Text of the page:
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Math Help - [SOLVED] Matrix A X = C need a lil help kick start

  1. #1
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    [SOLVED] Matrix A X = C need a lil help kick start

    Okay so I've got a question here where I am asked to solve the following matrix equation for X.

    Matrix A
    1 -1 1
    2 3 0
    0 2 -1

    Mattrix X is unknown

    Matrix C

    2 -1 5 7 8
    4 0 -3 0 1
    3 5 -7 2 1

    I have to solve; Matrix A * Matrix X = Matrix C

    How can I find Matrix X? I just need a lil boost to get things rolling.
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  2. #2
    MHF Contributor Bruno J.'s Avatar
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    Well, you should fill in the matrix X with unknowns (make sure you get the dimension right) and expand the product AX. You will get a bunch of linear equations which you can then solve.
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  3. #3
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    Okay so I will find the inverse of A and then multiply it by C to obtain X.

    If this is what I must do to find X I have started and I'm hesitant to continue past this point:

    1 -1 1 : 1 0 0
    2 3 0 : 0 1 0
    0 2 -1 : 0 0 1

    What I'm doing here is reducing the left matrix A to reduced row echelon form in order to find the right matrix A^-1 (inverse of A).

    I encounter a point where I get many many many ratios

    1 -1 1 : 1 0 0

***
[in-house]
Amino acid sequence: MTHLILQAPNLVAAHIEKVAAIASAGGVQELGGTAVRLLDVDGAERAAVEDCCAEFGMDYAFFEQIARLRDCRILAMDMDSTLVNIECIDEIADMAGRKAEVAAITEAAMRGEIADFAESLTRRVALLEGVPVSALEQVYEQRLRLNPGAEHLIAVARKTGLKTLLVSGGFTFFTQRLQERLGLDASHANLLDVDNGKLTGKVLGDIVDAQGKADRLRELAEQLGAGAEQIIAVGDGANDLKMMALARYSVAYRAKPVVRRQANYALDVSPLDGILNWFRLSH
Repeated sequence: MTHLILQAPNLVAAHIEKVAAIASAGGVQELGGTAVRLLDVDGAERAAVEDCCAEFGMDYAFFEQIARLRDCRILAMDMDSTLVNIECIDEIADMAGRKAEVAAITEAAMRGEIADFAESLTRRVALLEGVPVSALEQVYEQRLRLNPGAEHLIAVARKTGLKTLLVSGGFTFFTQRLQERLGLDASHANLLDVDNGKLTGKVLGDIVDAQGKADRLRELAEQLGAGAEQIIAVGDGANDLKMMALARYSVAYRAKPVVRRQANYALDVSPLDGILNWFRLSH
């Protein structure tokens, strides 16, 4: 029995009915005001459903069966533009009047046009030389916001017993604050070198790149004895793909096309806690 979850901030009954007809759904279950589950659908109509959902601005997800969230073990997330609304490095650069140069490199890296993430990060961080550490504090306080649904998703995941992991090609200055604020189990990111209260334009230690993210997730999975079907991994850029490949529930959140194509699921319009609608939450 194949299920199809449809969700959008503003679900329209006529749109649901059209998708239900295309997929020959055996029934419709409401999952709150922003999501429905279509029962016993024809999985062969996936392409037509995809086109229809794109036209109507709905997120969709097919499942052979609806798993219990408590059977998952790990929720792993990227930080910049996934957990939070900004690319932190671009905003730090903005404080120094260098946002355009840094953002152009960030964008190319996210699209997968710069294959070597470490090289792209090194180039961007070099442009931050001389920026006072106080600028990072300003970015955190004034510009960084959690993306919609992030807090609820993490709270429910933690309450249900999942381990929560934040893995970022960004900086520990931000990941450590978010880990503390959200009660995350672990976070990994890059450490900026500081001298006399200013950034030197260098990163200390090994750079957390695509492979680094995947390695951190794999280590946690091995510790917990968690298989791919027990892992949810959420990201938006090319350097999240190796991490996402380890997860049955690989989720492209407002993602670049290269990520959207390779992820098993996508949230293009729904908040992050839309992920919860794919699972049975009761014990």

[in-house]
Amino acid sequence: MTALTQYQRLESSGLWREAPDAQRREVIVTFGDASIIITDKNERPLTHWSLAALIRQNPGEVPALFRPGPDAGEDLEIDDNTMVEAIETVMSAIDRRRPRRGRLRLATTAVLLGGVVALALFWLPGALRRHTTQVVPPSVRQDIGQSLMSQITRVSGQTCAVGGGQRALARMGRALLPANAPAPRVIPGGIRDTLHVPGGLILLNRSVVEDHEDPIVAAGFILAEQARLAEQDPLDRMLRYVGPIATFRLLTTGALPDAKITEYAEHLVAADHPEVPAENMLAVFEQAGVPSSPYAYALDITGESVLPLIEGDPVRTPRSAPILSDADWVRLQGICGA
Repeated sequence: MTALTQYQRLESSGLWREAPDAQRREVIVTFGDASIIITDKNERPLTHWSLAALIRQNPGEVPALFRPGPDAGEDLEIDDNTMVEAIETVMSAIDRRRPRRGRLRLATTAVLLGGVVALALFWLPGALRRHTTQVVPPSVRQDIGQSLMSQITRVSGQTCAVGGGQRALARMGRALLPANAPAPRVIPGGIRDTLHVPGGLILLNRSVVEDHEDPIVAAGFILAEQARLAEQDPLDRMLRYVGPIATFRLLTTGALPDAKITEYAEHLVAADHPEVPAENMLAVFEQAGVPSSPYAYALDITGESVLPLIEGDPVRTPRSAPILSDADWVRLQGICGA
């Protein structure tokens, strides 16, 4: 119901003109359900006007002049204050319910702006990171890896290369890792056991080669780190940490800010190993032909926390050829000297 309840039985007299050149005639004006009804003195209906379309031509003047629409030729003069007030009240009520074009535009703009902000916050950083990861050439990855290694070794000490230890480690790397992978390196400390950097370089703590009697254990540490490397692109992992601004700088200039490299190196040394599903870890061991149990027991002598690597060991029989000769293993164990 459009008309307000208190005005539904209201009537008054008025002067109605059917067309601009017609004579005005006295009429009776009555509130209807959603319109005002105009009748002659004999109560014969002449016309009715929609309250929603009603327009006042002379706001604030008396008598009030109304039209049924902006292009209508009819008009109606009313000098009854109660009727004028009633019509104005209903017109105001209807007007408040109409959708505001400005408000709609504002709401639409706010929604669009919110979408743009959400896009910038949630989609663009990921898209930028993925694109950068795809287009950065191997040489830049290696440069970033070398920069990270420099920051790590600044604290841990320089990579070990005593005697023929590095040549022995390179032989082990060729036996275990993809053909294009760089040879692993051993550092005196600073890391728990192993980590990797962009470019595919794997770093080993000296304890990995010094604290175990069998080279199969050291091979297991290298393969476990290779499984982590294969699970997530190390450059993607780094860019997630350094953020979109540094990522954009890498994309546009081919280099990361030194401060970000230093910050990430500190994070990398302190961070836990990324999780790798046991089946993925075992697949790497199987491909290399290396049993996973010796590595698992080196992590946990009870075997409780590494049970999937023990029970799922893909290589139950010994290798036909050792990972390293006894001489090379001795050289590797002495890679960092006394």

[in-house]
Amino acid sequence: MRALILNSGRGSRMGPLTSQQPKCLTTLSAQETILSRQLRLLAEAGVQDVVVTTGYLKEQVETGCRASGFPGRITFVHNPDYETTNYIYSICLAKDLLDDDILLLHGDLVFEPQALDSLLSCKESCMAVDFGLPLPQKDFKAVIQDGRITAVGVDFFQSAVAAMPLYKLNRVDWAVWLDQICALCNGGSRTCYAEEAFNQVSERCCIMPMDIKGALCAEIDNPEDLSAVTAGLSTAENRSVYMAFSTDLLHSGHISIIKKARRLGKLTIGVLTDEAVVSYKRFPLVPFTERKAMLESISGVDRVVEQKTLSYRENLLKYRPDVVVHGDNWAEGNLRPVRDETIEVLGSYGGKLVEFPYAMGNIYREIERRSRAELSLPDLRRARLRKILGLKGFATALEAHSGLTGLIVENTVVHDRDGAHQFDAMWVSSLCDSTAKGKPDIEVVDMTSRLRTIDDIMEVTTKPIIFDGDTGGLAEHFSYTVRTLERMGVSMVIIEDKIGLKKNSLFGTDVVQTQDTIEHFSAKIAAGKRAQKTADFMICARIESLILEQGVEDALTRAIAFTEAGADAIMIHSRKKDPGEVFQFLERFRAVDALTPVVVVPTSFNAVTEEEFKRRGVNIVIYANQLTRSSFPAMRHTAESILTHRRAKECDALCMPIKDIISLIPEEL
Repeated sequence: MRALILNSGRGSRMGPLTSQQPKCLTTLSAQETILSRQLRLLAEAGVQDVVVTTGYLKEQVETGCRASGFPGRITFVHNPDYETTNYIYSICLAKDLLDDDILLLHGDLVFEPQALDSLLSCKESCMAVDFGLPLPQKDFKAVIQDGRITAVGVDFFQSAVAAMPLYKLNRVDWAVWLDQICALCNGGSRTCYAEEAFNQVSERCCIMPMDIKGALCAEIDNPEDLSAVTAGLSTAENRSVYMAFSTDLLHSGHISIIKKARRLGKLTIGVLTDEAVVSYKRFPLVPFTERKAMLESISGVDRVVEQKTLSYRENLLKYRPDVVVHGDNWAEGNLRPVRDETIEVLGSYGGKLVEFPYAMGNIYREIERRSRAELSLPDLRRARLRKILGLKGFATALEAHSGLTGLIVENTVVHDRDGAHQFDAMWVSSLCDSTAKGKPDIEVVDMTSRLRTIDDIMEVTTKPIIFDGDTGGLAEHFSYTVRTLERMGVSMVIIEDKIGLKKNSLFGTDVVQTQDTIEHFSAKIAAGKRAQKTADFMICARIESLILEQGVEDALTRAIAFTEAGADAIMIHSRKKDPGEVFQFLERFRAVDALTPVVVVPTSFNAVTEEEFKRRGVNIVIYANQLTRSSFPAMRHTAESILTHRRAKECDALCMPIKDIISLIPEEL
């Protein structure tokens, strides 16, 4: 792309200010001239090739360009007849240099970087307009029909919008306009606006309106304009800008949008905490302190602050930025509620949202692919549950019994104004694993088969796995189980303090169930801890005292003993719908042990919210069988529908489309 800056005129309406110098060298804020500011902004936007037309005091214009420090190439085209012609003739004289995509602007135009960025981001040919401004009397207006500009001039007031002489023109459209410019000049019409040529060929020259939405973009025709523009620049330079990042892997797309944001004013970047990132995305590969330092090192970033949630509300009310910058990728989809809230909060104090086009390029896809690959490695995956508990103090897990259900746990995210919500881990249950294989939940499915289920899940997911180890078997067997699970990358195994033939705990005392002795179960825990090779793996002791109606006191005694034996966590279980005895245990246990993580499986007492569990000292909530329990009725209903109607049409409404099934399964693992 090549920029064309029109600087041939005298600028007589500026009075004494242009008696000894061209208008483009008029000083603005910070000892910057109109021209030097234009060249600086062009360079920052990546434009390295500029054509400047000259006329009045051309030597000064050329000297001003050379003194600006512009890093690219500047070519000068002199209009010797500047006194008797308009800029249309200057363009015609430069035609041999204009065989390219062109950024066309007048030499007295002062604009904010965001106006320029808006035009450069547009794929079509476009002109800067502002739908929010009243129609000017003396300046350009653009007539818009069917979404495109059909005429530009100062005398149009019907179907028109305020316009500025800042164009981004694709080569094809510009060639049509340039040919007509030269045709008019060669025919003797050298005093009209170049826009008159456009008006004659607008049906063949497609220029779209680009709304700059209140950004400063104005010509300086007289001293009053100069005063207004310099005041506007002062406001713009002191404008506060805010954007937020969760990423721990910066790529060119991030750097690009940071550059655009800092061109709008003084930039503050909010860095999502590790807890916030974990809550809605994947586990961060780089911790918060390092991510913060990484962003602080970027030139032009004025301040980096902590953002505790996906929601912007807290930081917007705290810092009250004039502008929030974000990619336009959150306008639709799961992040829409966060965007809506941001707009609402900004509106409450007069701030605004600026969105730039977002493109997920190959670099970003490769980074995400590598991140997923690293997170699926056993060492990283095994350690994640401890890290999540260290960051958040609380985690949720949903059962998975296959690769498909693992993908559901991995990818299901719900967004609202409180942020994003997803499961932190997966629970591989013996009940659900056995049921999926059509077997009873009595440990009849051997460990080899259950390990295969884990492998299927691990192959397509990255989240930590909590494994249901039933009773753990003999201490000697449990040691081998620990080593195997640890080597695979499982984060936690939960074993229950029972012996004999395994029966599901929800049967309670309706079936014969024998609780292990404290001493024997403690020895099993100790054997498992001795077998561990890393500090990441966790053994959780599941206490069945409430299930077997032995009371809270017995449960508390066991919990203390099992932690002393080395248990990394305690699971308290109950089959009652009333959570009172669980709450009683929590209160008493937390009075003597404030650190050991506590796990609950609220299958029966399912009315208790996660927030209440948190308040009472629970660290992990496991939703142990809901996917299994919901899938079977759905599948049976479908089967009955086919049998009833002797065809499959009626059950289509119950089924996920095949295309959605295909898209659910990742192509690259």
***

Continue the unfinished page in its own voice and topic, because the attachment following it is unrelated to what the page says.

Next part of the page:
0 5 -2 : -2 1 0
    0 2 -1 : 0 0 1

    At this point I must multiply row 2 by 1/5 to get a leading 1 to kill the second column but then everything is going to be all screwy and chalk full of ratios.

    Then after it is reduced, I have to multiply the inverse matrix by C to get the unknown matrix X?

    Seems over the top to me, there must be a more efficient way to do this or I'm doing something wrong.
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  4. #4
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    Do you have a problem with using fractions (ratios)? No one said the arithmetic had to be trivial!

    You can save yourself a little work by doing the reduction to the inverse and multiplying that by C at the same time: replace the identity matrix in your first line by C and reduce:
    \begin{bmatrix}1 & -1 & 1 \\2 & 3 & 0\\0 & 2 & -1\end{bmatrix}\begin{bmatrix}2 & -1 & 5 & 7 & 8 \\ 4 & 0 & -3 & 0 & 1 \\ 3 &  5 & -7 & 2 & 1\end{bmatrix}

    Subtract twice the first row from the second row:
    \begin{bmatrix}1 & -1 & 1 \\0 & 5 & -2\\0 & 2 & -1\end{bmatrix}\begin{bmatrix}2 & -1 & 5 & 7 & 8 \\ 0 & 2 & -13 & -14 & -15\\ 3 &  5 & -7 & 2 & 1\end{bmatrix}

    If you really don't want to divide by 5, you could swap the second and third rows (also a legal row operation) and then divide by 2. Since the determinant of A is -1, any fractions will disappear in the end.
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  5. #5
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    Step 1 : Reduce matrix A and obtain the inverse A^-1

    I did this and here is my inverse of A

    row 1: -11/6 1 -1/4
    row 2: -4/6 2/6 3/4
    row 3: -4/3 2/3 -1

    Step 2 : Take the inverse matrix A and multiply by C?

    Step 3: Resulting matrix of A^-1 * C = matrix X???
    Last edited by thekrown; February 13th 2010 at 08:56 AM.